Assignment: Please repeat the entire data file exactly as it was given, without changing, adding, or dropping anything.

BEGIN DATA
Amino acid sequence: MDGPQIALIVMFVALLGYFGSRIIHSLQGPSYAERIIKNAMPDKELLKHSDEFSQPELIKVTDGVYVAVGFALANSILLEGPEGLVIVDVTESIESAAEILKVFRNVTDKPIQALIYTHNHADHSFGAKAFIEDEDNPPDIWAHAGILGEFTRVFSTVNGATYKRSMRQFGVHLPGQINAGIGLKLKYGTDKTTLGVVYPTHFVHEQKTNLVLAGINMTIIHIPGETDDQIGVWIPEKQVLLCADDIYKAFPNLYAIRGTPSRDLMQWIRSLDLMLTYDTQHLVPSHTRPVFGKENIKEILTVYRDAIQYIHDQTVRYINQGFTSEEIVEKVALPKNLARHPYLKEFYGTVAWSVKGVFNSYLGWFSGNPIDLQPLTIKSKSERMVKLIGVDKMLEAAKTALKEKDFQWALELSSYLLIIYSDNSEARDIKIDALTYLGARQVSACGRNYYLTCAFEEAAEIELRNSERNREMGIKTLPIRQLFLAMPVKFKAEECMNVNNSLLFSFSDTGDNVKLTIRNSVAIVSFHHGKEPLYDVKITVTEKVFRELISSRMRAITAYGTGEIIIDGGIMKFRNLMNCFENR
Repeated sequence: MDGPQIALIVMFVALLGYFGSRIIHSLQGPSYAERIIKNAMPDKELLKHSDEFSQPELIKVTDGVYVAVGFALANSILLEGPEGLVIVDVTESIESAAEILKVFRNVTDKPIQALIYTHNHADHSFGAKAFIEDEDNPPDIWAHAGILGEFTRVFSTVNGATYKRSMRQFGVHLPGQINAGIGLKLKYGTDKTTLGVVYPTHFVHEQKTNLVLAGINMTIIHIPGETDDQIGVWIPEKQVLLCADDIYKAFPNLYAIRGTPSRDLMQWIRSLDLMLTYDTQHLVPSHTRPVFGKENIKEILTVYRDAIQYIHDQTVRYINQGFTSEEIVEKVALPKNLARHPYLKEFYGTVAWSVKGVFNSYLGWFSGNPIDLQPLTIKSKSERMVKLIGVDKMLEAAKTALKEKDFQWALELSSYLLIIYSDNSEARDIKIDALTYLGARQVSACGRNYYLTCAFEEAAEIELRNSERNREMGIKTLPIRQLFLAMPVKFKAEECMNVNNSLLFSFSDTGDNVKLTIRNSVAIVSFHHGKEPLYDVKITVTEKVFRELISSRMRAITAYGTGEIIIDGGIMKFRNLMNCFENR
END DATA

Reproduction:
Amino acid sequence: MDGPQIALIVMFVALLGYFGSRIIHSLQGPSYAERIIKNAMPDKELLKHSDEFSQPELIKVTDGVYVAVGFALANSILLEGPEGLVIVDVTESIESAAEILKVFRNVTDKPIQALIYTHNHADHSFGAKAFIEDEDNPPDIWAHAGILGEFTRVFSTVNGATYKRSMRQFGVHLPGQINAGIGLKLKYGTDKTTLGVVYPTHFVHEQKTNLVLAGINMTIIHIPGETDDQIGVWIPEKQVLLCADDIYKAFPNLYAIRGTPSRDLMQWIRSLDLMLTYDTQHLVPSHTRPVFGKENIKEILTVYRDAIQYIHDQTVRYINQGFTSEEIVEKVALPKNLARHPYLKEFYGTVAWSVKGVFNSYLGWFSGNPIDLQPLTIKSKSERMVKLIGVDKMLEAAKTALKEKDFQWALELSSYLLIIYSDNSEARDIKIDALTYLGARQVSACGRNYYLTCAFEEAAEIELRNSERNREMGIKTLPIRQLFLAMPVKFKAEECMNVNNSLLFSFSDTGDNVKLTIRNSVAIVSFHHGKEPLYDVKITVTEKVFRELISSRMRAITAYGTGEIIIDGGIMKFRNLMNCFENR
Repeated sequence: MDGPQIALIVMFVALLGYFGSRIIHSLQGPSYAERIIKNAMPDKELLKHSDEFSQPELIKVTDGVYVAVGFALANSILLEGPEGLVIVDVTESIESAAEILKVFRNVTDKPIQALIYTHNHADHSFGAKAFIEDEDNPPDIWAHAGILGEFTRVFSTVNGATYKRSMRQFGVHLPGQINAGIGLKLKYGTDKTTLGVVYPTHFVHEQKTNLVLAGINMTIIHIPGETDDQIGVWIPEKQVLLCADDIYKAFPNLYAIRGTPSRDLMQWIRSLDLMLTYDTQHLVPSHTRPVFGKENIKEILTVYRDAIQYIHDQTVRYINQGFTSEEIVEKVALPKNLARHPYLKEFYGTVAWSVKGVFNSYLGWFSGNPIDLQPLTIKSKSERMVKLIGVDKMLEAAKTALKEKDFQWALELSSYLLIIYSDNSEARDIKIDALTYLGARQVSACGRNYYLTCAFEEAAEIELRNSERNREMGIKTLPIRQLFLAMPVKFKAEECMNVNNSLLFSFSDTGDNVKLTIRNSVAIVSFHHGKEPLYDVKITVTEKVFRELISSRMRAITAYGTGEIIIDGGIMKFRNLMNCFENR